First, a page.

Managing time effectively is always a challenge for financial advisors, and the right technology can help you squeeze more productivity into your day.

In fact, Stephen Covey, author of the ground-breaking book The Seven Habits of Highly Effective People, describes four generations of time-management tools in that book. The first generation consists of simple notes and checklists; the second includes calendars and appointment books; the third and fourth generations look at goals.

For those first two generations, which focus on getting tasks and appointments down on paper, there are plenty of online list managers and apps to choose from.


Among the better known to-do tools is Wunderlist (, which Microsoft Corp. purchased in 2015. The mobile-focused Wunderlist app offers basic to-do list creation, but also allows you to collaborate by sharing your lists.

Wunderlist’s features are gradually being migrated to Microsoft To-Do (, an app launched in April 2017. The Microsoft product, like its predecessor, will be a to-do list manager for multiple platforms (including non-Windows platforms).

Microsoft To-Do includes an intelligent assistant, which constantly scours your list, looking for what it thinks might be the most important tasks for you right now. The app’s upside is that it integrates with Office 365, making the app handy for Microsoft users.

In Covey’s system, third- generation organizers combine list management with prioritization and short-term goal-setting to manage the challenge of fitting everything into a day. Many organizers in this class, such as Todoist (, from Doist Ltd., use projects to set longer-term goals.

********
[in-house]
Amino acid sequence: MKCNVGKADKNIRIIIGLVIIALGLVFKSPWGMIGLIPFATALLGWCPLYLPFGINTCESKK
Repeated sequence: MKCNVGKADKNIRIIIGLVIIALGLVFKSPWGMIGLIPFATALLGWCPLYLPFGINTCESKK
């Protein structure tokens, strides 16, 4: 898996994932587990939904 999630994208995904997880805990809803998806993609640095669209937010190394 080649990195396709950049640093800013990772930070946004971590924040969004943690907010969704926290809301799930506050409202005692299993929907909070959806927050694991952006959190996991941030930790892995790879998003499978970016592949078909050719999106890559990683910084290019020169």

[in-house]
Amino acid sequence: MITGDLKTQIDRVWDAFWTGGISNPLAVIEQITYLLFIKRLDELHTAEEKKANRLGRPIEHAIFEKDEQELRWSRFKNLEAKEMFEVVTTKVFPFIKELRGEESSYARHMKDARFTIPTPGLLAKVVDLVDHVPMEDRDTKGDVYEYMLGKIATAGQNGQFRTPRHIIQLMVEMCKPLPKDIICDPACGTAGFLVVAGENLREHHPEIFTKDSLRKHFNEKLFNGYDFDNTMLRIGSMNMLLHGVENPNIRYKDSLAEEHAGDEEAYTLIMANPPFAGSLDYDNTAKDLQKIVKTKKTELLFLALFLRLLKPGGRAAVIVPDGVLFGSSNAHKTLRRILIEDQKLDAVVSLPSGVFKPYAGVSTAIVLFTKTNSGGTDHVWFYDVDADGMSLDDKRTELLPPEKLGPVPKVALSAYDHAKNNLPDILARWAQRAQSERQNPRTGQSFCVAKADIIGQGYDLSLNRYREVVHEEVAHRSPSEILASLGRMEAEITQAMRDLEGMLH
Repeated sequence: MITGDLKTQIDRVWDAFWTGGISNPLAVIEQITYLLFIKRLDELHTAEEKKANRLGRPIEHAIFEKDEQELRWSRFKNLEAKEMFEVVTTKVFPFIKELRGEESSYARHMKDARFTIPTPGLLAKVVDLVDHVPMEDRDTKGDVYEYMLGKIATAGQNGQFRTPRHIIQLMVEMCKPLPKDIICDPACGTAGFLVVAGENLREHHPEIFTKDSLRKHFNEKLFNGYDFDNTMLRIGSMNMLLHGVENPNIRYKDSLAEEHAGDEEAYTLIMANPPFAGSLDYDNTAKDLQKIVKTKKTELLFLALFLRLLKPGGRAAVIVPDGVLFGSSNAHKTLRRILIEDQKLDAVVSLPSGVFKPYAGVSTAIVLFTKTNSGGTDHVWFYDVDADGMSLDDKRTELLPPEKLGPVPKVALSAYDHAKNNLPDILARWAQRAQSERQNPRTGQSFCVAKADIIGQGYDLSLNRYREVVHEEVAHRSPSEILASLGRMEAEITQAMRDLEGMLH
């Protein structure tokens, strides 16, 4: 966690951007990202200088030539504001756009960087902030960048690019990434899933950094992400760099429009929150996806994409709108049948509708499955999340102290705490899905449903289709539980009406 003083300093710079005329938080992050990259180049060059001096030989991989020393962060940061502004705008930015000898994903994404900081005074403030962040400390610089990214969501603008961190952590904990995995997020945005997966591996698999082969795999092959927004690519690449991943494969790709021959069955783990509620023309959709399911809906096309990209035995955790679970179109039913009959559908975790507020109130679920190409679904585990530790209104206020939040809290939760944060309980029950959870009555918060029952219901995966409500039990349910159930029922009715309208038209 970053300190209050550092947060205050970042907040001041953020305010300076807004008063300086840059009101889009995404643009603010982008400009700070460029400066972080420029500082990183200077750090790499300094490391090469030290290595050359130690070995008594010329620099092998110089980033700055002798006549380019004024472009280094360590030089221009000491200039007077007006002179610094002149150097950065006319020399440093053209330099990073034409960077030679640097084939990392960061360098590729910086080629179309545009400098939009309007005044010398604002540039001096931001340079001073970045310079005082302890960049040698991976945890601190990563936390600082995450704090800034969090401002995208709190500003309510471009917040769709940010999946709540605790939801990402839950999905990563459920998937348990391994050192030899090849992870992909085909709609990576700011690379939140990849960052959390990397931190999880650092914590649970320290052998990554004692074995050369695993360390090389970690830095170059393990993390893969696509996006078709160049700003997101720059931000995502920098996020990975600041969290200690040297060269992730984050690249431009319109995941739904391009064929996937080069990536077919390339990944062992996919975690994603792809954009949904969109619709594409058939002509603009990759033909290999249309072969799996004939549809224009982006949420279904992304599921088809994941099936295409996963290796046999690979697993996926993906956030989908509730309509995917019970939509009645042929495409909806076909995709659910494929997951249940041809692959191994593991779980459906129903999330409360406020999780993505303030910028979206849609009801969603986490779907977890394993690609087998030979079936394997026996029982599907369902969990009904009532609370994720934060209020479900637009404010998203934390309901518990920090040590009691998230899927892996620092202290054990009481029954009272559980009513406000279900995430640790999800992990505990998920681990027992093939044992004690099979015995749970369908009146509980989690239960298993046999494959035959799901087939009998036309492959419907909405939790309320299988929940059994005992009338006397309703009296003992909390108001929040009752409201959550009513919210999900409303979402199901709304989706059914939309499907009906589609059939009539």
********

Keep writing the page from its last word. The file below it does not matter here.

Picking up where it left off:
Todoist’s online service allows you to input projects and tasks, as well as subprojects and subtasks, which you can prioritize using Todoist’s colour-coded priority levels. This service has some other neat features, too, including the ability to use natural language when entering deadline dates. Type “Monday at 2 p.m.” into a date field and Todoist automatically recognizes the correct date and time.

Todoist features labels and filters, so you can add extra context to your tasks and view just those that matter right now. Todoist’s optional gamification feature is useful if you need the extra motivation: you get “karma” points when you get tasks done and a graph so that you can visualize your achievements over time. This feature is gimmicky, but it might work for some users.

Collaboration is a selling point for Todoist. This feature allows you to create and share lists with other users so that you can work together as a team to get things done.

But perhaps my favourite Todoist feature is its real-time, two-way integration with Google calendar. Tasks entered in Todoist show up as Google Tasks, so you then can allocate a specific time for those tasks in your schedule.

I tried this feature, and it’s slick. It solves one of the biggest problems with many online organizers: you can end up with a long list of tasks and not enough time, realistically, to do them.

Todoist is designed for a range of platforms, from mobile platforms – Android, iOS and Windows Phone – to the Windows and the Mac operating system. There’s also a web app, along with various browser plug-ins.


If you are completely sold on Apple Inc.’s ecosystem, Things, from Cultured Code GmbH & Co. (, operates on a similar level.

Things’ online service allows you to integrate your various calendars into your schedule and also offers some neat features for organizing tasks and projects. The service features a separate “this evening” category for tasks that you know you won’t get to until later in the day, and there’s an “upcoming” list, which displays everything on your agenda for the coming days.